By Aviva Hope Rutkin
Over the winter break, I told a friend’s father that I had decided to become a journalist. He looked mildly disgusted.
“Journalism is dead yesterday,” he advised me. “Go to law school.”
I have heard a lot of opinions over the last few years. It’s a big part of our job, probably the hardest part. Sometimes Ajay and I joke about it. We have perfected the art of accepting criticism, anger and disapproval; we have become quite practiced at saying “Thank you for your opinion.” We say it a lot.
Sometimes it makes me wonder about who I am and why I choose to do this. The Concordiensis is a platform, a mouthpiece, a vehicle, a laboratory, a repository, an artifact—and I serve it. It is a meaningless mass of pulp and ink. It is the altar at which I sacrifice all of my time. (When is the check coming in the mail? That is another joke we have.)
The Concordiensis is a boot camp. During my time in this office, I learned to pick my battles. I grew a thick skin, and then I grew a thicker one. I fought my natural social anxiety, my defining selfish fears. I practiced voicing and defending my opinions, even when the people around me were afraid to do the same.
The Concordiensis is a huge pain in the ass. It is a bug that has bit me. It is something I love. I love spotting a student poring over the Arts section in a Reamer armchair. I love when people make sly, sarcastic references to me being editor-in-chief. I love erasing the whiteboard and Tweeting on Thursdays and trying to remember if you should spell out the number 10.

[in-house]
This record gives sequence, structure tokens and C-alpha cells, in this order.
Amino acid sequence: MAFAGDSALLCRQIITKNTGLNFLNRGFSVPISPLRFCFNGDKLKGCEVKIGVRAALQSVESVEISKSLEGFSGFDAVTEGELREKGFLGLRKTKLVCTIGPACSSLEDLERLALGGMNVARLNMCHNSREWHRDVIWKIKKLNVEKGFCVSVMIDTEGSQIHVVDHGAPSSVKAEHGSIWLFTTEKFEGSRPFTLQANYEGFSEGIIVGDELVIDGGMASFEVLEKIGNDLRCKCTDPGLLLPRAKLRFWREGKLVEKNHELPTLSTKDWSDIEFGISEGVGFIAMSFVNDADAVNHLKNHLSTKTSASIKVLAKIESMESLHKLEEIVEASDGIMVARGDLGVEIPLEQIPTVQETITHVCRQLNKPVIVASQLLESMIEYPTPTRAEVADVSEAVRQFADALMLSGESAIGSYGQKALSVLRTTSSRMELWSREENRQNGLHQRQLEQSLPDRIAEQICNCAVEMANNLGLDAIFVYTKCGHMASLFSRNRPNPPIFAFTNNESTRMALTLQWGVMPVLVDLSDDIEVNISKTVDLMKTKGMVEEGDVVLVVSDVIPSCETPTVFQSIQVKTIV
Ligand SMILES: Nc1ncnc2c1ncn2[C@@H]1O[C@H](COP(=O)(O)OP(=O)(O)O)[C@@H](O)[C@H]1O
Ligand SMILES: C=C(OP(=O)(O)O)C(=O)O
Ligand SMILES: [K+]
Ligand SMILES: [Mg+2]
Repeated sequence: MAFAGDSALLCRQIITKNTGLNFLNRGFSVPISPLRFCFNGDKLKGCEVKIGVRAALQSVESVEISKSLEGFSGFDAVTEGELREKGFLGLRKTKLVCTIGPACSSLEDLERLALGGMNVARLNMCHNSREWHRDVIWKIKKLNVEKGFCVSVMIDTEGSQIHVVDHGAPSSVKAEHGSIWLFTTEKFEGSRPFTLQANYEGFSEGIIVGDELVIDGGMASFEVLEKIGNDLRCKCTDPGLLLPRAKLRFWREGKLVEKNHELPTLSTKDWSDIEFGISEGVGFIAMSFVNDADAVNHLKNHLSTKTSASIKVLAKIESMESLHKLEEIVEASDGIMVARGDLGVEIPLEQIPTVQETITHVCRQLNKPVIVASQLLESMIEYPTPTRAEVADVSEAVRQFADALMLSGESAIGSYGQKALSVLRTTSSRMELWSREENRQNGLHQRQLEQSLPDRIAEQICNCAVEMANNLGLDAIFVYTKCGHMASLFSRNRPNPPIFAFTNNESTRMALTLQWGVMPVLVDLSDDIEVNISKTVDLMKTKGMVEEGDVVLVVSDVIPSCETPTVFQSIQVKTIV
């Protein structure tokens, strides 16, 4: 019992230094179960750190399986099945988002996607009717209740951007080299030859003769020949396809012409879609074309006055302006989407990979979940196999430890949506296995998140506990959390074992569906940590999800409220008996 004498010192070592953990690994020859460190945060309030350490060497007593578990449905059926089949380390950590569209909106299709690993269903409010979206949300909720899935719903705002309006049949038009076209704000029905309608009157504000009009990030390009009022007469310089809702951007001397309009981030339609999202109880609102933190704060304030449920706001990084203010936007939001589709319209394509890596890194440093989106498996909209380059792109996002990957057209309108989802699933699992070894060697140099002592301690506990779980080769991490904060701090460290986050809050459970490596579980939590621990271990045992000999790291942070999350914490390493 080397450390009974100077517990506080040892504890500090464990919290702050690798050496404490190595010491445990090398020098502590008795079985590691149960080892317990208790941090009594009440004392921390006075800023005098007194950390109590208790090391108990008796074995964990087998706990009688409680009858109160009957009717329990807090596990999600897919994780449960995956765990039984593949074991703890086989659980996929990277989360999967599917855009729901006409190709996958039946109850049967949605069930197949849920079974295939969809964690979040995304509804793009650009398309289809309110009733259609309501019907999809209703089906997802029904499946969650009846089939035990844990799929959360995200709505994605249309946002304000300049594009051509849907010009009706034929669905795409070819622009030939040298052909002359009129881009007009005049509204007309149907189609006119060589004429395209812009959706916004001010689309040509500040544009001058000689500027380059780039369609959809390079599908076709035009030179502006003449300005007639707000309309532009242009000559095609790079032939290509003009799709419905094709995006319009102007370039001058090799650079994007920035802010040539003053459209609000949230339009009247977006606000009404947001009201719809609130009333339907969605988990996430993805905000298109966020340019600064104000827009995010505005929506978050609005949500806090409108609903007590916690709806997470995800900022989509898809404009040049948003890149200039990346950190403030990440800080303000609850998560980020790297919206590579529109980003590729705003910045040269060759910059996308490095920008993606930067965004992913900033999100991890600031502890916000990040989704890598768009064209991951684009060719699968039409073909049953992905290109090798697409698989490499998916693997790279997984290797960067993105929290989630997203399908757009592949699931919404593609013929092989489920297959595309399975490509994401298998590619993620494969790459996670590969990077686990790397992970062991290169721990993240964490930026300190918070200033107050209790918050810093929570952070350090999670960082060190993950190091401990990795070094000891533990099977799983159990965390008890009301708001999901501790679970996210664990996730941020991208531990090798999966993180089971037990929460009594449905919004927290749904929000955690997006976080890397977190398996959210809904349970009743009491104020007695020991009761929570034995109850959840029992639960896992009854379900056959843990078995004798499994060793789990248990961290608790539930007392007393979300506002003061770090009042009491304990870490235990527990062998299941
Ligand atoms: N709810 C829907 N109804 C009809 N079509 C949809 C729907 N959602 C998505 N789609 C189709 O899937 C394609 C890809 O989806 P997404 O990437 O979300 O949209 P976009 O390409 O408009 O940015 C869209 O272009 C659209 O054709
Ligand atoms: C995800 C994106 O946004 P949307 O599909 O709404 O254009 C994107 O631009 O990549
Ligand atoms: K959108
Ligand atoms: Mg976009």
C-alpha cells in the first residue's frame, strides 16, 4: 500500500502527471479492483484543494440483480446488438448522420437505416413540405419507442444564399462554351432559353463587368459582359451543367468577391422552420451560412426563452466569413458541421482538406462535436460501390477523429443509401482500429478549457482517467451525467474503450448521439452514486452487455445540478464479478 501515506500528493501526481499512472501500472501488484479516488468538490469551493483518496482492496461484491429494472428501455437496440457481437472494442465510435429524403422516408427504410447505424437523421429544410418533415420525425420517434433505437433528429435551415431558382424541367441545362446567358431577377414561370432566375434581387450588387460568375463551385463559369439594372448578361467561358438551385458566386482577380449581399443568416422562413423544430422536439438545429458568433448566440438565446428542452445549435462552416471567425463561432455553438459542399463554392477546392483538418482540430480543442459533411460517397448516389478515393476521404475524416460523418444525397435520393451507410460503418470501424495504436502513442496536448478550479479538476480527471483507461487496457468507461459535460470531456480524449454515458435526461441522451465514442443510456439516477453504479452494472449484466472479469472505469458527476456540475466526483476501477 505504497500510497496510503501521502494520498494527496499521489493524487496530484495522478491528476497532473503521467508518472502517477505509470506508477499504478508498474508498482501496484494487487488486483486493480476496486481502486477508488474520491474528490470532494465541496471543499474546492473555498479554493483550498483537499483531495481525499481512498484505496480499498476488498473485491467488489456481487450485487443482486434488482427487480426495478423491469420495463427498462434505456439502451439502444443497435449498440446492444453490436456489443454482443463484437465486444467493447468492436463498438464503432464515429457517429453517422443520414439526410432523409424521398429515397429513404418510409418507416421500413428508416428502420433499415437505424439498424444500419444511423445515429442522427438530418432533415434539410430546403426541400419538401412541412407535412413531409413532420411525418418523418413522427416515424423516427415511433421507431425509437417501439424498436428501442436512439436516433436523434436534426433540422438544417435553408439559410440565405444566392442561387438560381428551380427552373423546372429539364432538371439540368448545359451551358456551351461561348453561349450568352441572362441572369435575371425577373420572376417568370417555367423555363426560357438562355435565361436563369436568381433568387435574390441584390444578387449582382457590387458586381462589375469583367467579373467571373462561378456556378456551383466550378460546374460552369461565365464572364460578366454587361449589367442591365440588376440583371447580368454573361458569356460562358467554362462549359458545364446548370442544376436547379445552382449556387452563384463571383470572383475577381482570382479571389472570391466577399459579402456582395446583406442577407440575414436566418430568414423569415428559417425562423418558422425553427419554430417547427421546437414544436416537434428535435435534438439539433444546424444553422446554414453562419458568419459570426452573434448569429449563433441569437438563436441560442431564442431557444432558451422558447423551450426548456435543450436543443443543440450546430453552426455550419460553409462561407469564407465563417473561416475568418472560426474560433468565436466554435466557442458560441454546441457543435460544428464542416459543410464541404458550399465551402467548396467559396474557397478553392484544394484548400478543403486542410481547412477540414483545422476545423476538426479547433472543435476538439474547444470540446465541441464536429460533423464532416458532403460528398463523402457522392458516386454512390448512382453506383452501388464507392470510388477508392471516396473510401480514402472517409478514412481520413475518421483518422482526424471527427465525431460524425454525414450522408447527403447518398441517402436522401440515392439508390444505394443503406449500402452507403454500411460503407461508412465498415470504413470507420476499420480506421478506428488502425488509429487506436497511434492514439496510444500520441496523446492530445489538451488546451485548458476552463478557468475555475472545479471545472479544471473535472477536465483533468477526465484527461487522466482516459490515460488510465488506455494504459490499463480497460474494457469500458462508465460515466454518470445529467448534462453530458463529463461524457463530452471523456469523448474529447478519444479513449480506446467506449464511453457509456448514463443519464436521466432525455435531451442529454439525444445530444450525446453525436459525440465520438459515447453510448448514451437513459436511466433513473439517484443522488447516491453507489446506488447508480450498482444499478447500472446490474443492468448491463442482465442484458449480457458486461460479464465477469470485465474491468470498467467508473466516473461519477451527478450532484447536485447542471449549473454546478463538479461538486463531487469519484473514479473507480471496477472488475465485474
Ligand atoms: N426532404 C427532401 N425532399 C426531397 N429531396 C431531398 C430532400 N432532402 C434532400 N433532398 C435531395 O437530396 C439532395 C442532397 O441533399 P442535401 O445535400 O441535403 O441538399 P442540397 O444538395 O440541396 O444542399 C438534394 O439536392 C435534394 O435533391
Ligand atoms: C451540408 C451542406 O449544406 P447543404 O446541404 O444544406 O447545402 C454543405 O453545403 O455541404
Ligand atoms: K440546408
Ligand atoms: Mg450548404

The Concordiensis is a home to me and my wonderful, surprising staff. They have been cheerful when we were critical, encouraging when we were overbearing. They have made me proud with their passion and keen insight. They supported the Concordiensis when it was not easy to do so. That means a lot to me.
The Concordiensis is an integral facet of my college experience. I have slept in this office. I have taken caffeine pills and then seen the sun rise through our half-moon windows. I have listened to the same autotuned songs over and over again. I have fought in here, cursed all manner of things up and down. I have laughed so hard at something that was really not that funny.
The Concordiensis was sixteen pages and twenty pages, broadsheet and tabloid, Pantone 202 and black-and-white, silly and serious.
It was a strange and creative stretch of my life. I thank all of you for letting me spend it the way I did. Thank you for reading, writing and contributing; thank you for doing my cryptograms; thank you for saying you liked something or being patient with our mistakes. Thank you, Ajay, for a lot of things.
And if you think journalism is dead, then thank you for your opinion. I have spent four good years in journalism. It feels quite alive to me.
Aviva Hope Rutkin, Editor-in-Chief